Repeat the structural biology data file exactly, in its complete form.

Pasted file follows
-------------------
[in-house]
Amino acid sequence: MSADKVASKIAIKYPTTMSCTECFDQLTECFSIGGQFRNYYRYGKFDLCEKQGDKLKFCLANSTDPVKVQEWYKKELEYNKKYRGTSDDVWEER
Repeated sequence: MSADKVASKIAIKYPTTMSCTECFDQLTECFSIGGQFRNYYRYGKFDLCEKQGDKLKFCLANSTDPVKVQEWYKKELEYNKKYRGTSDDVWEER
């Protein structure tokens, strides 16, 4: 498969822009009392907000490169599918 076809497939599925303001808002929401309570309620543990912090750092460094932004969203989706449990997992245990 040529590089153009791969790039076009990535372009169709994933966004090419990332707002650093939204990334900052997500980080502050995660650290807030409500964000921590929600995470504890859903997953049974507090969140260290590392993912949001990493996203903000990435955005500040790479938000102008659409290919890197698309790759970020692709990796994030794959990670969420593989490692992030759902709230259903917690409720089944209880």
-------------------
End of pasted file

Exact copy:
[in-house]
Amino acid sequence: MSADKVASKIAIKYPTTMSCTECFDQLTECFSIGGQFRNYYRYGKFDLCEKQGDKLKFCLANSTDPVKVQEWYKKELEYNKKYRGTSDDVWEER
Repeated sequence: MSADKVASKIAIKYPTTMSCTECFDQLTECFSIGGQFRNYYRYGKFDLCEKQGDKLKFCLANSTDPVKVQEWYKKELEYNKKYRGTSDDVWEER
């Protein structure tokens, strides 16, 4: 498969822009009392907000490169599918 076809497939599925303001808002929401309570309620543990912090750092460094932004969203989706449990997992245990 040529590089153009791969790039076009990535372009169709994933966004090419990332707002650093939204990334900052997500980080502050995660650290807030409500964000921590929600995470504890859903997953049974507090969140260290590392993912949001990493996203903000990435955005500040790479938000102008659409290919890197698309790759970020692709990796994030794959990670969420593989490692992030759902709230259903917690409720089944209880």